The Federal Reserve just doesn’t make up recessions like it used to.
Four years ago in its annual bank stress test, the Fed predicted that in a severe slowdown Citigroup Inc. would lose nearly $55 billion from bad loans. This year, however, Citi’s estimated lending losses in a recession dropped to just less than $45 billion. That’s not because Citi is lending any less. Fed examiners estimated that a quarter fewer of Citi’s loans would go bad in a recession than they did four years ago. Under their old assumptions, Citi’s lending losses actually balloon to $60 billion. Its trading losses, too, would more than double. Citi passed this year’s Fed stress test with a minimum score on its most important capital ratio of 9.7 percent, the highest grade it has received in years. But under the assumptions the Fed was using four years ago, Citi’s ratio would have been 7.8 percent. That’s still a passing grade, but not an impressive one.
Every bank passed when the Fed reported the results of its annual stress test on Thursday, which is not much of surprise. It’s been a few years since a big bank failed. Nonetheless, the Fed once again said the banking industry’s clean report card showed that the banking system, unlike nine years ago, is prepared for the worst. And while it’s true that the banks have more capital on hand to cover loan and trading losses than they did a few years ago, and are engaged, because of regulation, in less risky lending and trading than a few years ago, here’s something that is also true: The test to determine the survivability of another financial crisis is a lot easier than it used to be. On pretty much every key metric the Fed’s bank stress test is a lot less strenuous than it used to be.
Consider capital ratios. This year the Fed predicted that the average capital ratio of the big banks taking the test would only dip at most to 9.2 percent during a recession. That was the highest that ratio has been since the Fed started administering the test. Also true, the Fed has been applying less pressure. The average bank capital ratio in the Fed’s stress test this year dropped by just 3.3 percentage points. Last year, the Fed stress test model of what a severe recession would look like cut bank capital ratios by 3.9 percentage points. And that was down from a 4.3 percentage point drop the year before.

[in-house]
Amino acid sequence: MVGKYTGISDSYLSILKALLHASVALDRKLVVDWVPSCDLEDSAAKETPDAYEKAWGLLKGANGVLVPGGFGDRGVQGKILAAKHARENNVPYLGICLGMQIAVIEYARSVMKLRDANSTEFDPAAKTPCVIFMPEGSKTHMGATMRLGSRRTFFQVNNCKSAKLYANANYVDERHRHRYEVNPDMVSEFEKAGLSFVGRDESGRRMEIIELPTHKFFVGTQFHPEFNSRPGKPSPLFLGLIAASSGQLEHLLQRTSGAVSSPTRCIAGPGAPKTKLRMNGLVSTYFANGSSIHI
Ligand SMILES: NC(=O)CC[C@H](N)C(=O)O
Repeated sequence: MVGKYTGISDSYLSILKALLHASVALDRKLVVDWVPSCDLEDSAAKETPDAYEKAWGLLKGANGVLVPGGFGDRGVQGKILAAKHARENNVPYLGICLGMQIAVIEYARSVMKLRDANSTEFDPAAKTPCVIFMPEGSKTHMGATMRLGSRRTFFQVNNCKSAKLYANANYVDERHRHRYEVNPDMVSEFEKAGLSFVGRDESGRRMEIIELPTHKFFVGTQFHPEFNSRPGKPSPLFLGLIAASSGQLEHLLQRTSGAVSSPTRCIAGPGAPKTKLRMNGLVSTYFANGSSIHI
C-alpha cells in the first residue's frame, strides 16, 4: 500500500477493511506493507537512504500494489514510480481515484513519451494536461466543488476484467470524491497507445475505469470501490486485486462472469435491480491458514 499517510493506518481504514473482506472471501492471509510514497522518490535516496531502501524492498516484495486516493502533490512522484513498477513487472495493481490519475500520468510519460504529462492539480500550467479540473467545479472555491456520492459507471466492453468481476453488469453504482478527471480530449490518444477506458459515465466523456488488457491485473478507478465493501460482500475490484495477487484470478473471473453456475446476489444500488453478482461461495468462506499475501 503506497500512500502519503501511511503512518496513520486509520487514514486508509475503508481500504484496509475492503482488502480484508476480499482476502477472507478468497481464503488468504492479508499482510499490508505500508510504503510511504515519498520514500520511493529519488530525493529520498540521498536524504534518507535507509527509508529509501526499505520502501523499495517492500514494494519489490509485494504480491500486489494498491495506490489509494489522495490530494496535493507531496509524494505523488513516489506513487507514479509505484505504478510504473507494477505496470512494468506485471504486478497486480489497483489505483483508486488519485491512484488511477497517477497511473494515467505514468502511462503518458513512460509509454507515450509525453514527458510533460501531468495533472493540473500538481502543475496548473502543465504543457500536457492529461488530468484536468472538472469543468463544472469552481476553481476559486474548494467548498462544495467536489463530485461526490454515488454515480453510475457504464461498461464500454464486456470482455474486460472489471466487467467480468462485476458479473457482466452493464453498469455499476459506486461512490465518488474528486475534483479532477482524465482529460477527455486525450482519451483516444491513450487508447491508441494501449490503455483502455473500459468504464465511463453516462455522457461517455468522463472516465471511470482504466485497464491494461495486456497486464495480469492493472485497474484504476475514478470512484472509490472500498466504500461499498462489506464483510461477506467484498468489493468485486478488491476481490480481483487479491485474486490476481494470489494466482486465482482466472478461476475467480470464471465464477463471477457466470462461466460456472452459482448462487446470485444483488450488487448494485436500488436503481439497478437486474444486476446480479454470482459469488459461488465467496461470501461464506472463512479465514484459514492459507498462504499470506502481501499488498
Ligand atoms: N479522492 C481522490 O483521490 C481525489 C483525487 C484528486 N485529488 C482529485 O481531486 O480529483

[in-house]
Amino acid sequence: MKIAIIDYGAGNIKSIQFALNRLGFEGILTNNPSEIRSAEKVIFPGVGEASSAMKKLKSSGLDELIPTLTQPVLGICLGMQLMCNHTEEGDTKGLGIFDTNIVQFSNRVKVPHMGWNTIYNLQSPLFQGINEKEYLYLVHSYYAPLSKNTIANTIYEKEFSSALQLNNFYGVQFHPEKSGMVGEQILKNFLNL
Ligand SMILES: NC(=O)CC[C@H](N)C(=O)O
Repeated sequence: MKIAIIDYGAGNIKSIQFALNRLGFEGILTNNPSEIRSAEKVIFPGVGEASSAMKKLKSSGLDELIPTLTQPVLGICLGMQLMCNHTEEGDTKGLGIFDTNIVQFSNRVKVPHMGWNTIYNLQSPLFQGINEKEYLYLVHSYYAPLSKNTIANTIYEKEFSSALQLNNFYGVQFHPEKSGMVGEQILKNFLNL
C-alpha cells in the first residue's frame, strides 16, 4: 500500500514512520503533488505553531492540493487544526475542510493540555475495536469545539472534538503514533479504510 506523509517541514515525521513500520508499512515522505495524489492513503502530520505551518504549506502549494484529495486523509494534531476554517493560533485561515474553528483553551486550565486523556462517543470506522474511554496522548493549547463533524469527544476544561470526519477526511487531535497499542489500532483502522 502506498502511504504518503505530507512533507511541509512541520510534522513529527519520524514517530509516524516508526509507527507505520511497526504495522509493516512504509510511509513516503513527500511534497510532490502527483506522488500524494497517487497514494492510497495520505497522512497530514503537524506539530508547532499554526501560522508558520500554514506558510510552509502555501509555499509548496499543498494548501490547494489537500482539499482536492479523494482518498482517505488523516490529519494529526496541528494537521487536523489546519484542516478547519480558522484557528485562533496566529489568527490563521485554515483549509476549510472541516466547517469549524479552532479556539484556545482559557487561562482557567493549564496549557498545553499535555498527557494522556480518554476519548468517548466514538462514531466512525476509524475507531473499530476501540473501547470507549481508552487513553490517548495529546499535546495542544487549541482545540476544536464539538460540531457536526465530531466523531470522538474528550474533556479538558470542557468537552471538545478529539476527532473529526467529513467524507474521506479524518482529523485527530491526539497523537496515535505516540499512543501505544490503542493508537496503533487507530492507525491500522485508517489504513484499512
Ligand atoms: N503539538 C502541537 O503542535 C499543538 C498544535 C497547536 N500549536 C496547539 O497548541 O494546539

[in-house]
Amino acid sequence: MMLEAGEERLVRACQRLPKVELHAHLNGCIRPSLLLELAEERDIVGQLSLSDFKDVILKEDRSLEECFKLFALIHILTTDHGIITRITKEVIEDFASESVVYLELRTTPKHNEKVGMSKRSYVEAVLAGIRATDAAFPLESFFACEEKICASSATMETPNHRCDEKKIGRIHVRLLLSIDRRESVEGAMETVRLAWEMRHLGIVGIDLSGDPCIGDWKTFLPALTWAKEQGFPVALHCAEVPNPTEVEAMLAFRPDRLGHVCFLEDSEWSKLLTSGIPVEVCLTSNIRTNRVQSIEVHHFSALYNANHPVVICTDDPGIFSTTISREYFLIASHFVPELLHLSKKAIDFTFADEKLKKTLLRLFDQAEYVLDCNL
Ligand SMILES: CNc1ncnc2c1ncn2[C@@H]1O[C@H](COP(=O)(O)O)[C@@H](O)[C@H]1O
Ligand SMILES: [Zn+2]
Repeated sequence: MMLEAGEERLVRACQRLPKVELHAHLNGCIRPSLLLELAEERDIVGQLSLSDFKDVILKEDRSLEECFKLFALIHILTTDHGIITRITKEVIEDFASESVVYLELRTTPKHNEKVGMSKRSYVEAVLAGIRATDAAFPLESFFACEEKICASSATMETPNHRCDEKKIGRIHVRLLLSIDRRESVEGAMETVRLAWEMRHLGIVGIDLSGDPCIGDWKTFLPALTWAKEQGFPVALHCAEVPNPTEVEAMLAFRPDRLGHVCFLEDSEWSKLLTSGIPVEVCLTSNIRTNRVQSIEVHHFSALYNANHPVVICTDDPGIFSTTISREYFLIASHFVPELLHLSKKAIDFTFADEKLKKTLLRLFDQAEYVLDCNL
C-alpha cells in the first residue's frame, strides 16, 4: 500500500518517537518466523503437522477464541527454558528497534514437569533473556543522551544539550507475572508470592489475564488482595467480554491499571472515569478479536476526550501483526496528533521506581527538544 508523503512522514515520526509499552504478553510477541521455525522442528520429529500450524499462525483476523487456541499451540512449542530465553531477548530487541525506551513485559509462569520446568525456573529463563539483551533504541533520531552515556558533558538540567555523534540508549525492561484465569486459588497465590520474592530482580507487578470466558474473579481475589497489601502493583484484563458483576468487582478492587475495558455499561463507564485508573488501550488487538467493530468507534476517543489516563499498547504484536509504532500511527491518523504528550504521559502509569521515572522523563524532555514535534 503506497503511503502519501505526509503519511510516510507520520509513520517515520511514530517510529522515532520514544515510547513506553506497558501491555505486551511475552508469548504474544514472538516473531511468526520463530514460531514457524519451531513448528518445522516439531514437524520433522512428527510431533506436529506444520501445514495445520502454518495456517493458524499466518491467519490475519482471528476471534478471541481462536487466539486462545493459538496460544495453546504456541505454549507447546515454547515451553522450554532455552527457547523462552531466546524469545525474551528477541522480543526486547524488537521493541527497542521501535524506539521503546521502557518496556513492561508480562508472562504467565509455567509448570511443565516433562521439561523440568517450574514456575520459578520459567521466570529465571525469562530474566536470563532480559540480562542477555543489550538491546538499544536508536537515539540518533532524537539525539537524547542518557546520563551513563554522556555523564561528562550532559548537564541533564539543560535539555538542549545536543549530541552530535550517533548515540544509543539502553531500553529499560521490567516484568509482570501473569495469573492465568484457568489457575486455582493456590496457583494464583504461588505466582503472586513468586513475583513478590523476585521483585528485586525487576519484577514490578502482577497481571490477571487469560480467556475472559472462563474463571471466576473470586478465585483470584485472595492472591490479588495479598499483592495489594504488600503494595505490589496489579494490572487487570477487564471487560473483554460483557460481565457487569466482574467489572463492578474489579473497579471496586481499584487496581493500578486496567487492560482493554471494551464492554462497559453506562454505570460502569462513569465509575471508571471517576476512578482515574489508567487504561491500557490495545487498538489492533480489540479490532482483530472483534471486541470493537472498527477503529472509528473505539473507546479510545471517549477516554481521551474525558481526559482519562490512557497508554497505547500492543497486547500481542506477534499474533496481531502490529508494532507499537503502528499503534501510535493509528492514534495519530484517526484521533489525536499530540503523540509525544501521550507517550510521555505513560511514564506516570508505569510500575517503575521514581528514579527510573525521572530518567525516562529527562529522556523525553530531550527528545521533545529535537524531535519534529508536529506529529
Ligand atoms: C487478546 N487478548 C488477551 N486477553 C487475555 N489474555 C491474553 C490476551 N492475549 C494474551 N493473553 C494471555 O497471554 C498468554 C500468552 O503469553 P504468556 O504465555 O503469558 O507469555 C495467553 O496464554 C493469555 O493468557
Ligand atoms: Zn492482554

It’s not just capital ratios. The Fed also assumed lower default rates, 5.8 percent compared with 6.1 percent the year before, and lower trading losses. This year the banks’ traders were predicted to lose $86 billion, about a quarter less than what was estimated in last year’s test. It must be the computers. The banks also appear to deal with adversity better than they used to. The Fed estimated they would bring in $30 billion more in net revenue in a recession than they did in the test a year ago.
It’s not clear why the banks are doing better in the Fed’s stress test. The stated overall economic conditions — 50 percent drop in the stock market, 10 percent unemployment, and a 35 percent drop in real estate prices — are still pretty harsh. Some of the better results may make sense. Perhaps after seven years of taking the Fed’s test, the banks know how to game it better. There are fewer subprime mortgage loans, and many of the bad loans from a few years ago have rolled off the books. So you would expect lower lending losses there. Still, the default rate the Fed used of 2.2 percent for all mortgage loans looks a little generous. That’s down from 9.4 percent four years ago. And not every part of the test was easier. Goldman Sachs Group Inc. and Morgan Stanley, for example, showed higher overall losses from lending than they did a few years ago, but both banks are lending more.
The stress tests are set to get even less stressful under the Trump administration. Earlier this month, the Treasury Department, as part of a plan to loosen regulation and boost lending, proposed switching the stress test to every other year. That might be a good idea, but not because the test has become too much of a burden. Perhaps on that schedule the Fed could cook up a little tougher exam.
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